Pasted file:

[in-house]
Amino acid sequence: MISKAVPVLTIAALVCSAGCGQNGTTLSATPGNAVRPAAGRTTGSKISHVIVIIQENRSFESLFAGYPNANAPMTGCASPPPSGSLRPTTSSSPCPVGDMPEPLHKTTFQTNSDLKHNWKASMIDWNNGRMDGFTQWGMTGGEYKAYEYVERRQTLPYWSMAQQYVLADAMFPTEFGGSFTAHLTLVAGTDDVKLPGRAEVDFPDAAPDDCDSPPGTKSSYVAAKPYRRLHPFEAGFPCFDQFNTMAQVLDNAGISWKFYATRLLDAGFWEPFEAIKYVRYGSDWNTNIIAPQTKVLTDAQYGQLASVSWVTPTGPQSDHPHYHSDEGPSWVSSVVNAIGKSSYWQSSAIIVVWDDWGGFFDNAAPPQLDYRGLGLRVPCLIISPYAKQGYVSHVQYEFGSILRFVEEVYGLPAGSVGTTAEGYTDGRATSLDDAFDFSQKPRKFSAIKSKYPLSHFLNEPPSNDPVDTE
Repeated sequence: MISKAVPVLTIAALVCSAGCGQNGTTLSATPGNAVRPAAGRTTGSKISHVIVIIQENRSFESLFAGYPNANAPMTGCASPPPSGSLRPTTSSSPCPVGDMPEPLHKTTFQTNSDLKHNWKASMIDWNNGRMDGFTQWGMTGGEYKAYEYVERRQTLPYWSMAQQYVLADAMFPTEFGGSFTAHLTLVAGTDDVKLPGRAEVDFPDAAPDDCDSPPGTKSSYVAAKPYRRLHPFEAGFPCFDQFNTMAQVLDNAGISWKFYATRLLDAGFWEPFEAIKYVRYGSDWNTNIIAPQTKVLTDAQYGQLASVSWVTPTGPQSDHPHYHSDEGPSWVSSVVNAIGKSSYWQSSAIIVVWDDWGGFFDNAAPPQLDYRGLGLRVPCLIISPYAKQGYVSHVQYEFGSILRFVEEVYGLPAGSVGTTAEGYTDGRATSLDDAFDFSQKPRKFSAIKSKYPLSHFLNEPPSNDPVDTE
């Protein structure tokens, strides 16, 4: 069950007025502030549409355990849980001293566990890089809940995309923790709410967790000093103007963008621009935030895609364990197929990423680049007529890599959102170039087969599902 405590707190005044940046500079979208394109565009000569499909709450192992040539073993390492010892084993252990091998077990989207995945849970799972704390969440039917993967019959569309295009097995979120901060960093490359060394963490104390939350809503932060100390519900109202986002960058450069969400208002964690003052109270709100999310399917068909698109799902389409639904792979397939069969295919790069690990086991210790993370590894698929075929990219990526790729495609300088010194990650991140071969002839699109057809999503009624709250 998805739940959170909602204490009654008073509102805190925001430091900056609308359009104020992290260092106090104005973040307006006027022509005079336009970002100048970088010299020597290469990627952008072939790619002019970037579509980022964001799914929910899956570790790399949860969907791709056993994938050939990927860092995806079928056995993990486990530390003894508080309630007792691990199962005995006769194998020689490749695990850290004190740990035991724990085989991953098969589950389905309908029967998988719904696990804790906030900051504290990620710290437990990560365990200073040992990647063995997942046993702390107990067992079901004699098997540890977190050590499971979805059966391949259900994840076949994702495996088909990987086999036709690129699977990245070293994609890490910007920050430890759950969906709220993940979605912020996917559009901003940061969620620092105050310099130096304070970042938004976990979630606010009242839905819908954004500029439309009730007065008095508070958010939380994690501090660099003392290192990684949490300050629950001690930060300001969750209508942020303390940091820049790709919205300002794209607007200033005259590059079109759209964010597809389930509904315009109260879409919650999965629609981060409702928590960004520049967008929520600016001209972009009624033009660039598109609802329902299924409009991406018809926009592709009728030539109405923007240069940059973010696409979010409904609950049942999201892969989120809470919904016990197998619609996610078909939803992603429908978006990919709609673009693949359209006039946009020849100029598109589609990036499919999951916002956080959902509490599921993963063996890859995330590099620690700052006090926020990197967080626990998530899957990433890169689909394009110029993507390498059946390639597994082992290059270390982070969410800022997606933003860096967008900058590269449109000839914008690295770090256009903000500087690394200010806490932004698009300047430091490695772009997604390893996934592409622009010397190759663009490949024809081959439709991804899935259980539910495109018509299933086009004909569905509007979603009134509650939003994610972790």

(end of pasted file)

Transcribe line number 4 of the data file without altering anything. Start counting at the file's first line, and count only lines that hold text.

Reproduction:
């Protein structure tokens, strides 16, 4: 069950007025502030549409355990849980001293566990890089809940995309923790709410967790000093103007963008621009935030895609364990197929990423680049007529890599959102170039087969599902 405590707190005044940046500079979208394109565009000569499909709450192992040539073993390492010892084993252990091998077990989207995945849970799972704390969440039917993967019959569309295009097995979120901060960093490359060394963490104390939350809503932060100390519900109202986002960058450069969400208002964690003052109270709100999310399917068909698109799902389409639904792979397939069969295919790069690990086991210790993370590894698929075929990219990526790729495609300088010194990650991140071969002839699109057809999503009624709250 998805739940959170909602204490009654008073509102805190925001430091900056609308359009104020992290260092106090104005973040307006006027022509005079336009970002100048970088010299020597290469990627952008072939790619002019970037579509980022964001799914929910899956570790790399949860969907791709056993994938050939990927860092995806079928056995993990486990530390003894508080309630007792691990199962005995006769194998020689490749695990850290004190740990035991724990085989991953098969589950389905309908029967998988719904696990804790906030900051504290990620710290437990990560365990200073040992990647063995997942046993702390107990067992079901004699098997540890977190050590499971979805059966391949259900994840076949994702495996088909990987086999036709690129699977990245070293994609890490910007920050430890759950969906709220993940979605912020996917559009901003940061969620620092105050310099130096304070970042938004976990979630606010009242839905819908954004500029439309009730007065008095508070958010939380994690501090660099003392290192990684949490300050629950001690930060300001969750209508942020303390940091820049790709919205300002794209607007200033005259590059079109759209964010597809389930509904315009109260879409919650999965629609981060409702928590960004520049967008929520600016001209972009009624033009660039598109609802329902299924409009991406018809926009592709009728030539109405923007240069940059973010696409979010409904609950049942999201892969989120809470919904016990197998619609996610078909939803992603429908978006990919709609673009693949359209006039946009020849100029598109589609990036499919999951916002956080959902509490599921993963063996890859995330590099620690700052006090926020990197967080626990998530899957990433890169689909394009110029993507390498059946390639597994082992290059270390982070969410800022997606933003860096967008900058590269449109000839914008690295770090256009903000500087690394200010806490932004698009300047430091490695772009997604390893996934592409622009010397190759663009490949024809081959439709991804899935259980539910495109018509299933086009004909569905509007979603009134509650939003994610972790």